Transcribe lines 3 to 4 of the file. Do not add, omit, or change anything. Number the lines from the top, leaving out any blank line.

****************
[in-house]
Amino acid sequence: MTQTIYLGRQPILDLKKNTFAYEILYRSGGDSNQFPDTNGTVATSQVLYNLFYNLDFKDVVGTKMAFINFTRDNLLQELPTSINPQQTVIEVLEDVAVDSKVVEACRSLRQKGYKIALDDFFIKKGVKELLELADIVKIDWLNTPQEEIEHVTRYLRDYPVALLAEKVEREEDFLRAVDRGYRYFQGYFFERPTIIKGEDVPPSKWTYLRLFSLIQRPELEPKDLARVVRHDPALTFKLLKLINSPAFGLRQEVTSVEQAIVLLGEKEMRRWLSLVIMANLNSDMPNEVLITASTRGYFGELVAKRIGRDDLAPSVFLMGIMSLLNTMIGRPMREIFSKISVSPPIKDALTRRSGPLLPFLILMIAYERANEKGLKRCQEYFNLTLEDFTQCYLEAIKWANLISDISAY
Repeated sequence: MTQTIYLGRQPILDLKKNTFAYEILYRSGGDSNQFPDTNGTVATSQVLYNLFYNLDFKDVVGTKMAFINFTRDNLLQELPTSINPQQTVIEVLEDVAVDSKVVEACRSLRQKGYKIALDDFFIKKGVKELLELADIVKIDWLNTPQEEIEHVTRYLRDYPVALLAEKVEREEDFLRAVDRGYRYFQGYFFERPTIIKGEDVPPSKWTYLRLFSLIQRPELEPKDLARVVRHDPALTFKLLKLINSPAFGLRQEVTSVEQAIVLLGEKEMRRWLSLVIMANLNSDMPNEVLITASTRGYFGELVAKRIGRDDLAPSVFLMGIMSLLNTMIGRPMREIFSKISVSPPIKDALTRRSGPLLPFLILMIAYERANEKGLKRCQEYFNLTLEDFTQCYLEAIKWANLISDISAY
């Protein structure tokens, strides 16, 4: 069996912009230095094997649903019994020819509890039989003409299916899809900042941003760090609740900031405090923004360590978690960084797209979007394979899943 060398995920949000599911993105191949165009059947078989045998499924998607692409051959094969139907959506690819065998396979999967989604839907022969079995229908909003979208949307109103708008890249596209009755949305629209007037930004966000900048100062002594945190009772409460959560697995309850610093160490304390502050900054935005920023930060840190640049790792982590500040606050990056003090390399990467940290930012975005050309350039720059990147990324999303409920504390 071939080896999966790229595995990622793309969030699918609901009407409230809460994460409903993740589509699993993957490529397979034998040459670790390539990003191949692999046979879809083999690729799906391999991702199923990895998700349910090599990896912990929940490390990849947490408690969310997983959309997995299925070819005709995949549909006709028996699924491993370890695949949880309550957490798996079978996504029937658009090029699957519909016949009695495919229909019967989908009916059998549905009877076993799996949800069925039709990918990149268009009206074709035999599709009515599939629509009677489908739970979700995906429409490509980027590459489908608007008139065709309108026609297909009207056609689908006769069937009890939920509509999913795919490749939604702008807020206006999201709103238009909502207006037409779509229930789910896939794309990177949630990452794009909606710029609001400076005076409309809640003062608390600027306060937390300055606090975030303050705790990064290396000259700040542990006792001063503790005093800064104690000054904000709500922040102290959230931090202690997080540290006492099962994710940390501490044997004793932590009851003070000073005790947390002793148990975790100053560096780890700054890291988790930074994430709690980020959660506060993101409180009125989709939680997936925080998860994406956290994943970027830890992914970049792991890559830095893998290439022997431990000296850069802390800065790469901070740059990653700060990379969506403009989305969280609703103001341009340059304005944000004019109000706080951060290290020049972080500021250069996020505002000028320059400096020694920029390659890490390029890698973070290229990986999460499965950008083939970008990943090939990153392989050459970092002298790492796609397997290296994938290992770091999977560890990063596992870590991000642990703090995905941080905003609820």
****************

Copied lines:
Repeated sequence: MTQTIYLGRQPILDLKKNTFAYEILYRSGGDSNQFPDTNGTVATSQVLYNLFYNLDFKDVVGTKMAFINFTRDNLLQELPTSINPQQTVIEVLEDVAVDSKVVEACRSLRQKGYKIALDDFFIKKGVKELLELADIVKIDWLNTPQEEIEHVTRYLRDYPVALLAEKVEREEDFLRAVDRGYRYFQGYFFERPTIIKGEDVPPSKWTYLRLFSLIQRPELEPKDLARVVRHDPALTFKLLKLINSPAFGLRQEVTSVEQAIVLLGEKEMRRWLSLVIMANLNSDMPNEVLITASTRGYFGELVAKRIGRDDLAPSVFLMGIMSLLNTMIGRPMREIFSKISVSPPIKDALTRRSGPLLPFLILMIAYERANEKGLKRCQEYFNLTLEDFTQCYLEAIKWANLISDISAY
């Protein structure tokens, strides 16, 4: 069996912009230095094997649903019994020819509890039989003409299916899809900042941003760090609740900031405090923004360590978690960084797209979007394979899943 060398995920949000599911993105191949165009059947078989045998499924998607692409051959094969139907959506690819065998396979999967989604839907022969079995229908909003979208949307109103708008890249596209009755949305629209007037930004966000900048100062002594945190009772409460959560697995309850610093160490304390502050900054935005920023930060840190640049790792982590500040606050990056003090390399990467940290930012975005050309350039720059990147990324999303409920504390 071939080896999966790229595995990622793309969030699918609901009407409230809460994460409903993740589509699993993957490529397979034998040459670790390539990003191949692999046979879809083999690729799906391999991702199923990895998700349910090599990896912990929940490390990849947490408690969310997983959309997995299925070819005709995949549909006709028996699924491993370890695949949880309550957490798996079978996504029937658009090029699957519909016949009695495919229909019967989908009916059998549905009877076993799996949800069925039709990918990149268009009206074709035999599709009515599939629509009677489908739970979700995906429409490509980027590459489908608007008139065709309108026609297909009207056609689908006769069937009890939920509509999913795919490749939604702008807020206006999201709103238009909502207006037409779509229930789910896939794309990177949630990452794009909606710029609001400076005076409309809640003062608390600027306060937390300055606090975030303050705790990064290396000259700040542990006792001063503790005093800064104690000054904000709500922040102290959230931090202690997080540290006492099962994710940390501490044997004793932590009851003070000073005790947390002793148990975790100053560096780890700054890291988790930074994430709690980020959660506060993101409180009125989709939680997936925080998860994406956290994943970027830890992914970049792991890559830095893998290439022997431990000296850069802390800065790469901070740059990653700060990379969506403009989305969280609703103001341009340059304005944000004019109000706080951060290290020049972080500021250069996020505002000028320059400096020694920029390659890490390029890698973070290229990986999460499965950008083939970008990943090939990153392989050459970092002298790492796609397997290296994938290992770091999977560890990063596992870590991000642990703090995905941080905003609820």